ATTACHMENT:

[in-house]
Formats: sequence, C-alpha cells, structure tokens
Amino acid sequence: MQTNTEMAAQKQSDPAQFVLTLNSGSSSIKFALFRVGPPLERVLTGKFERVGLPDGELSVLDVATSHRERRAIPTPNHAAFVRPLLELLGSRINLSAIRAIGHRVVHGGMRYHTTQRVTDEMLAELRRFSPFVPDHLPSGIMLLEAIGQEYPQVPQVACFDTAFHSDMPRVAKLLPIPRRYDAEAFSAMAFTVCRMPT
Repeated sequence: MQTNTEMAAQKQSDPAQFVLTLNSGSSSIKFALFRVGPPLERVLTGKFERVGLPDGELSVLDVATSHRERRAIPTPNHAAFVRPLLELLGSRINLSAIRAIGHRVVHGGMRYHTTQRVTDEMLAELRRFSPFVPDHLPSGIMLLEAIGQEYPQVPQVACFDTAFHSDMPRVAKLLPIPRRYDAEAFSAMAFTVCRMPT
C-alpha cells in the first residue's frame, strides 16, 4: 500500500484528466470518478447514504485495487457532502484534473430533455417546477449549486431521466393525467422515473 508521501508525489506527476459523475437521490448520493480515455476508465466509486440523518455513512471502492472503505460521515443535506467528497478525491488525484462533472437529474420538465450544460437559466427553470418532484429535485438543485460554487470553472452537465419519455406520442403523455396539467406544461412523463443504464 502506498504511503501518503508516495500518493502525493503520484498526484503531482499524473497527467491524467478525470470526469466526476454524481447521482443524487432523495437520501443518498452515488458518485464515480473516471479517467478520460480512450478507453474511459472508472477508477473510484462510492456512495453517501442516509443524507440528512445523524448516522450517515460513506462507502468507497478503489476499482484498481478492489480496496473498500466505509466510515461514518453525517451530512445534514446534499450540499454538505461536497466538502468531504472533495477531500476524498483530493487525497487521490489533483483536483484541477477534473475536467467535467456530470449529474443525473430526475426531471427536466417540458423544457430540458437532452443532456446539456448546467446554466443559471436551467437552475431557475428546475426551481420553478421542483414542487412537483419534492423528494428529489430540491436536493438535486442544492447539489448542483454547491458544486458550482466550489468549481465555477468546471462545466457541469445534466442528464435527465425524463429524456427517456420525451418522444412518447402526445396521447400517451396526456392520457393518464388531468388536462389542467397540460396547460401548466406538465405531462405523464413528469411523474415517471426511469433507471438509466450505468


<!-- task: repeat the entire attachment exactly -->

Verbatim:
[in-house]
Formats: sequence, C-alpha cells, structure tokens
Amino acid sequence: MQTNTEMAAQKQSDPAQFVLTLNSGSSSIKFALFRVGPPLERVLTGKFERVGLPDGELSVLDVATSHRERRAIPTPNHAAFVRPLLELLGSRINLSAIRAIGHRVVHGGMRYHTTQRVTDEMLAELRRFSPFVPDHLPSGIMLLEAIGQEYPQVPQVACFDTAFHSDMPRVAKLLPIPRRYDAEAFSAMAFTVCRMPT
Repeated sequence: MQTNTEMAAQKQSDPAQFVLTLNSGSSSIKFALFRVGPPLERVLTGKFERVGLPDGELSVLDVATSHRERRAIPTPNHAAFVRPLLELLGSRINLSAIRAIGHRVVHGGMRYHTTQRVTDEMLAELRRFSPFVPDHLPSGIMLLEAIGQEYPQVPQVACFDTAFHSDMPRVAKLLPIPRRYDAEAFSAMAFTVCRMPT
C-alpha cells in the first residue's frame, strides 16, 4: 500500500484528466470518478447514504485495487457532502484534473430533455417546477449549486431521466393525467422515473 508521501508525489506527476459523475437521490448520493480515455476508465466509486440523518455513512471502492472503505460521515443535506467528497478525491488525484462533472437529474420538465450544460437559466427553470418532484429535485438543485460554487470553472452537465419519455406520442403523455396539467406544461412523463443504464 502506498504511503501518503508516495500518493502525493503520484498526484503531482499524473497527467491524467478525470470526469466526476454524481447521482443524487432523495437520501443518498452515488458518485464515480473516471479517467478520460480512450478507453474511459472508472477508477473510484462510492456512495453517501442516509443524507440528512445523524448516522450517515460513506462507502468507497478503489476499482484498481478492489480496496473498500466505509466510515461514518453525517451530512445534514446534499450540499454538505461536497466538502468531504472533495477531500476524498483530493487525497487521490489533483483536483484541477477534473475536467467535467456530470449529474443525473430526475426531471427536466417540458423544457430540458437532452443532456446539456448546467446554466443559471436551467437552475431557475428546475426551481420553478421542483414542487412537483419534492423528494428529489430540491436536493438535486442544492447539489448542483454547491458544486458550482466550489468549481465555477468546471462545466457541469445534466442528464435527465425524463429524456427517456420525451418522444412518447402526445396521447400517451396526456392520457393518464388531468388536462389542467397540460396547460401548466406538465405531462405523464413528469411523474415517471426511469433507471438509466450505468